Faith is not the beginning of salvation. Neither is justification. Grace is the beginning of salvation. So, now, after we have had our helpful detour in the realm of faith, we will go back to the beginning, to grace. Specifically, we will begin with prevenient grace.
Those of you who are not of the Wesleyan persuasion may not be familiar with the term “prevenient grace” (other traditions have similar or virtually identical analogs). This is literally a “grace that goes before.” This term encompasses the first graces offered by God to humanity. This is grace offered to people before they even know who God is. This is a grace that is offered to ALL of humanity. Every person from birth (before birth really) has some part in God’s grace through prevenience. This means that while all people have a part in sin (all are sinners) no one is completely depraved. Total depravity, while a pious concept touted by some Protestants, is ultimately a misleading term. No one is totally depraved. To be TOTALLY depraved one would have to be TOTALLY without God’s grace; but the reality of prevenient grace means that no one is completely separated from God’s grace. No one is COMPLETELY depraved, all have a measure of grace.
This doctrine is at once incredibly hopeful and incredibly humbling. It is hopeful, because this means that no one anywhere on earth, at anytime in history, has been completely separated from God. All are given grace sufficient for salvation. All are given grace sufficient to come to God in a saving way (even if only through implicit faith in this life (See my former posts on faith for more about this). This extremely hopeful truth also has incredibly humbling implications. Since all are recipients of God’s grace, no one can claim any independent moral merit. All good actions, even before one is aware of God’s existence, flow from God’s grace. Any ability to make a decision for the good and the right comes from the empowering prevenient grace of God. Indeed, the very existence of a human conscience (a universal reality, even if expressed in various ways in different cultures) is a chief expression of God’s prevenient grace. Think of how much unrestrained evil would prevail if not for this powerful human reality!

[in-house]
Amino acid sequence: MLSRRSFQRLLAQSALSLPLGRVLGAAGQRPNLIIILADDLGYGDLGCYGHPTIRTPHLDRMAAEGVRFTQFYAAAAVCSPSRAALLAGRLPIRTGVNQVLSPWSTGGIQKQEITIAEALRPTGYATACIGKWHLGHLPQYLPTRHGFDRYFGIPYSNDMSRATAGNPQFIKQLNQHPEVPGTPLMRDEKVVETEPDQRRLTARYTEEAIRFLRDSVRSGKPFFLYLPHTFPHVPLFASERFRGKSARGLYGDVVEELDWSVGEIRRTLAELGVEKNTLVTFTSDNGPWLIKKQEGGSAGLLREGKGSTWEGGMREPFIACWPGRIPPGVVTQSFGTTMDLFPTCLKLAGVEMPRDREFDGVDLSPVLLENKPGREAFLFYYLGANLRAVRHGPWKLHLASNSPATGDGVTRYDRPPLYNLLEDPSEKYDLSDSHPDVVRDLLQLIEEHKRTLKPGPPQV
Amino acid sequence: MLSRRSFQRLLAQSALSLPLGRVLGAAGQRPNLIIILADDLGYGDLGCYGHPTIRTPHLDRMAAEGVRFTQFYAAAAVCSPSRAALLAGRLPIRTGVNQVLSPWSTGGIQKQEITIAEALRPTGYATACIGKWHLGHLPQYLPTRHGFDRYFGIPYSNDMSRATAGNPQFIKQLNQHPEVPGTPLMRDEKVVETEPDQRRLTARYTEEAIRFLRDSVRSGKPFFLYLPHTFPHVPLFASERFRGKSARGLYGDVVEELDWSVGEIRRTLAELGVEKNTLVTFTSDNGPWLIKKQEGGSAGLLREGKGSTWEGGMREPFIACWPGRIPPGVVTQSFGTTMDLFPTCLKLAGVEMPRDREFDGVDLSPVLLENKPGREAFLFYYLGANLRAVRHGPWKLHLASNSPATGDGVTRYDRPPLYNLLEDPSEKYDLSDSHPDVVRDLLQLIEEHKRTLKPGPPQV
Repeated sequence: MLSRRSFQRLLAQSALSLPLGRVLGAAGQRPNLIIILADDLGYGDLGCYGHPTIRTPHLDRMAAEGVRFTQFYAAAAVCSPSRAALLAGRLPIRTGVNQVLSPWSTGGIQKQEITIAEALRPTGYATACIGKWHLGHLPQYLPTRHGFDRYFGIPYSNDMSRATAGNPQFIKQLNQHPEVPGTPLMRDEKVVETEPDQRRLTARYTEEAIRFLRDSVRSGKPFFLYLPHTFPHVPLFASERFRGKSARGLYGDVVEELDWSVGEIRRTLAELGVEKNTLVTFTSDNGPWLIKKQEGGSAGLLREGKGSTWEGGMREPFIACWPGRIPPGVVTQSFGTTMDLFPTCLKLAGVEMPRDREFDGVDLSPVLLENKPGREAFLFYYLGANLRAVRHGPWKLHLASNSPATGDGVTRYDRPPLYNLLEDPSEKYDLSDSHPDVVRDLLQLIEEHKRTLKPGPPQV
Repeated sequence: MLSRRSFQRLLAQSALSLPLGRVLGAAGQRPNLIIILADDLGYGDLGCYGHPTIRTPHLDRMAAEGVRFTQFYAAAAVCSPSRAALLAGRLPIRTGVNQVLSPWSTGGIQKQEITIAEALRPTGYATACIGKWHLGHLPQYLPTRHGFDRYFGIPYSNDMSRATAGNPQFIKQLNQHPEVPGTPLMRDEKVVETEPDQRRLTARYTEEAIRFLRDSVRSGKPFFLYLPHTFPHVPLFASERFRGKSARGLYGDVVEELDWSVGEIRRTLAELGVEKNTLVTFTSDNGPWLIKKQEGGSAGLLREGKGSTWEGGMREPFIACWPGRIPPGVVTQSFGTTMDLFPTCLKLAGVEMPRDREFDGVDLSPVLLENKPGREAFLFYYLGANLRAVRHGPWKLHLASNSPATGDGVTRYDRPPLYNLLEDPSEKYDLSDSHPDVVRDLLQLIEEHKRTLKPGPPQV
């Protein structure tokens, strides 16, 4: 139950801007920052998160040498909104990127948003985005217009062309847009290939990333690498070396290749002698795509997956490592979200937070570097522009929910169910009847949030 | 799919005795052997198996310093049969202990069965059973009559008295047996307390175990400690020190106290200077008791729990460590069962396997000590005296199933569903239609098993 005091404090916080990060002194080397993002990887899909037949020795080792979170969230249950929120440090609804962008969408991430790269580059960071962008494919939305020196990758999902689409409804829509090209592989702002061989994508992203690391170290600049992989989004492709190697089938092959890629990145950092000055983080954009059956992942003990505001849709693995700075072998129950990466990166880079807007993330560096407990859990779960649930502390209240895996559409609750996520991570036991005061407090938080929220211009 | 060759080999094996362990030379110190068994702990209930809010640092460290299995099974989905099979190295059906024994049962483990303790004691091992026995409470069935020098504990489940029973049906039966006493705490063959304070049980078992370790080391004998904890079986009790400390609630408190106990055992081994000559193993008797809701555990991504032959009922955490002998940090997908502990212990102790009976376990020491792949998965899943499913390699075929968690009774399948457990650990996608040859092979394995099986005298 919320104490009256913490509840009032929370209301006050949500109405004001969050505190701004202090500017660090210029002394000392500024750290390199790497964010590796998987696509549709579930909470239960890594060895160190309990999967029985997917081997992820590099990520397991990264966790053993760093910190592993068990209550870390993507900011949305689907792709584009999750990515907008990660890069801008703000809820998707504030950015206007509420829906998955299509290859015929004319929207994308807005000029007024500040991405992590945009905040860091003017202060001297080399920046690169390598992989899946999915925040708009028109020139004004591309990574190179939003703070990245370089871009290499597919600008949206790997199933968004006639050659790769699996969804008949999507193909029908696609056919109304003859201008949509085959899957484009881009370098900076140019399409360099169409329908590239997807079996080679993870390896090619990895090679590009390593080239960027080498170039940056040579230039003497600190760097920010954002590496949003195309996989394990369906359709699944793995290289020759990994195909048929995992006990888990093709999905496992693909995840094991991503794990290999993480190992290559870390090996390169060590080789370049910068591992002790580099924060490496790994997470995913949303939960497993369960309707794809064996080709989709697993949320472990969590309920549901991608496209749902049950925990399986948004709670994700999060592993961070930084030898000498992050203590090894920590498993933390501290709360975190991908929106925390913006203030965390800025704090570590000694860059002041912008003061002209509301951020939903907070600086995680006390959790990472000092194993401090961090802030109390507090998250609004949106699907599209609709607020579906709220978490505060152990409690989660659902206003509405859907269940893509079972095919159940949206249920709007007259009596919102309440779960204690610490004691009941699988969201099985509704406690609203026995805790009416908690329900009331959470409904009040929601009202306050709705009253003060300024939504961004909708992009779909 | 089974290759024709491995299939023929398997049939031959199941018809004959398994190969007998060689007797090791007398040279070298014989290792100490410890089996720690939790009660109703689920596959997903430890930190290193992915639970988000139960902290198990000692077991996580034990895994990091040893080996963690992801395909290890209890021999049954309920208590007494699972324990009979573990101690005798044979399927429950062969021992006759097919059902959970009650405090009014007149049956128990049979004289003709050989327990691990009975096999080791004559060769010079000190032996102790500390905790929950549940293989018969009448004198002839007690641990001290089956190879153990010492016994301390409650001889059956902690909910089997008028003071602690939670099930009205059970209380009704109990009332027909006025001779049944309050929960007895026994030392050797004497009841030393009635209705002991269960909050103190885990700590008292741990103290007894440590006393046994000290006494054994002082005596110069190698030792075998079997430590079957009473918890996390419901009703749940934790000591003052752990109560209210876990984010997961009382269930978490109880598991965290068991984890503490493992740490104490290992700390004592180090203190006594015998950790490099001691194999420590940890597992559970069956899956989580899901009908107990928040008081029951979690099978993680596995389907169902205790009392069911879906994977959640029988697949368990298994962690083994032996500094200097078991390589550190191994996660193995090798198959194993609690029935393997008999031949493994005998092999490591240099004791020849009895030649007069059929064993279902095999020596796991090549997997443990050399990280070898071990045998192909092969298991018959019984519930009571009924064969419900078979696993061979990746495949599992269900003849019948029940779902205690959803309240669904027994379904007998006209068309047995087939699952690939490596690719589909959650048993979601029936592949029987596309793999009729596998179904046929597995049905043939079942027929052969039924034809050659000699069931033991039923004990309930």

What does all this mean for salvation? First, it means that the beginning of the process of salvation, at least in the lives of humans (the ultimate beginning is in the infinite love of the Trinity, which I wrote about several months ago), is in God’s grace. Salvation does not begin with a work of faith, not even the relatively passive faith-act of accepting God’s grace. No, salvation begins with a generous showering of God’s grace. This grace is forced upon us whether we like it or not. God unilaterally decides to give all of humanity grace. We have no choice in the matter; we are helpless to avoid his graciousness. Later, we have the opportunity to reject or accept this grace; but at first, God works alone.
This is the ultimate beginning of salvation. Salvation is a lifelong process that begins with this first of graces. Next week we will look into how this prevenience plays out as life goes on, how it might lead to further graces, and how this all matches up with sanctification. Until then . . . peace.